Globalization and tertiary nursing education in post-Mao China: A preliminary assessment

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This article examines China’s collaborative initiatives with Western countries to assess the impact of globalization on Chinese nursing education, especially at the post-secondary level, in the post-Mao era. Through the theoretical framework of mutuality, it evaluates the outcomes of globalization in two broad domains: pedagogy and system-institution-program building. In addition, case studies on two collaborative projects between Chinese nursing programs and Western institutions were conducted to further illustrate the principles of mutuality. This qualitative assessment is primarily based on a systematic review of published studies on the multifaceted dimensions of globalization in Chinese post-secondary nursing education in both English and Chinese nursing literature since 1990. It is supplemented by unpublished documents and data obtained from a research trip to China in 2000. The study concludes that globalization has been, and will remain, one of the major forces underpinning Chinese nursing education (and the nursing profession in general), which is moving towards integration into the global nursing community. However, there is a significant imbalance in the knowledge transfer equation both in the national and international context. Great efforts need to be made to synthesize nursing knowledge in the East and West to achieve an integrative nursing science.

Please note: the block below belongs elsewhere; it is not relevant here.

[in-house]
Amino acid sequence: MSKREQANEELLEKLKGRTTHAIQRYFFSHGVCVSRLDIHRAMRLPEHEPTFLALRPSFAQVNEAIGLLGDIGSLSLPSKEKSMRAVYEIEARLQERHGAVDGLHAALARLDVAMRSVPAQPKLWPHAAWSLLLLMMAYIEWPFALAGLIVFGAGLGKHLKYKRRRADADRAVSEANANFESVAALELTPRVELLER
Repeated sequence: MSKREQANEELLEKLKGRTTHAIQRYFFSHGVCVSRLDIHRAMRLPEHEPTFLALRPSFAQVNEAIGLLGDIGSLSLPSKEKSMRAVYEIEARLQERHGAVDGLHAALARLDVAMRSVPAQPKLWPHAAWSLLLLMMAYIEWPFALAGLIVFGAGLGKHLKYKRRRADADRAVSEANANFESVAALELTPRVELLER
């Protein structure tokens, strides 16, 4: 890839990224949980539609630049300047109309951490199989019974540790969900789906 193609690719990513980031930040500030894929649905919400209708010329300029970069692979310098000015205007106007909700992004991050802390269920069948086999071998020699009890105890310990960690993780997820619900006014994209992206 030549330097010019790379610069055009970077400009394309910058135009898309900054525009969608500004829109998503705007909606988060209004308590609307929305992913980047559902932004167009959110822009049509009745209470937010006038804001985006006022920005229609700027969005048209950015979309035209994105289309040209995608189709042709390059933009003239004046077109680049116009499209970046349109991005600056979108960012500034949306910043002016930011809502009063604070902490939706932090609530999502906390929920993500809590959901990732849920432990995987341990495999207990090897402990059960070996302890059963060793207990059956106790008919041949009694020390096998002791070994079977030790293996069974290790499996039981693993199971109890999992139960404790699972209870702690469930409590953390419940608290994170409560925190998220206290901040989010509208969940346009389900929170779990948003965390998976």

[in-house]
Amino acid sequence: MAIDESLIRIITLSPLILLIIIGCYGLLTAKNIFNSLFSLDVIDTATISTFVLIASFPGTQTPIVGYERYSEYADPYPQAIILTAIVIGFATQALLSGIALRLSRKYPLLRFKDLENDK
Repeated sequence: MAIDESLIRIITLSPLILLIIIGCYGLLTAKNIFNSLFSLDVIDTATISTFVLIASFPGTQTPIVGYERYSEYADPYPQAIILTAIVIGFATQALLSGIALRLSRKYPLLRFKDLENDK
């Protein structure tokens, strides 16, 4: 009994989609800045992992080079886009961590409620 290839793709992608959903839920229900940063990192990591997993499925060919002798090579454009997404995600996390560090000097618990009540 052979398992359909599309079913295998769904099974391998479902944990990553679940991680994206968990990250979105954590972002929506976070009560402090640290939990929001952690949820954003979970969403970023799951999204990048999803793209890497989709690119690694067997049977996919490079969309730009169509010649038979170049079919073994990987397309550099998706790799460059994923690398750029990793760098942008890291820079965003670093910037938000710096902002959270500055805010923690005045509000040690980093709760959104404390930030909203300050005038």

China; Nurses – Education; Nursing – Study and teaching (Higher); Universities and colleges—Curricula


Curriculum and Instruction | Nursing | Other Nursing

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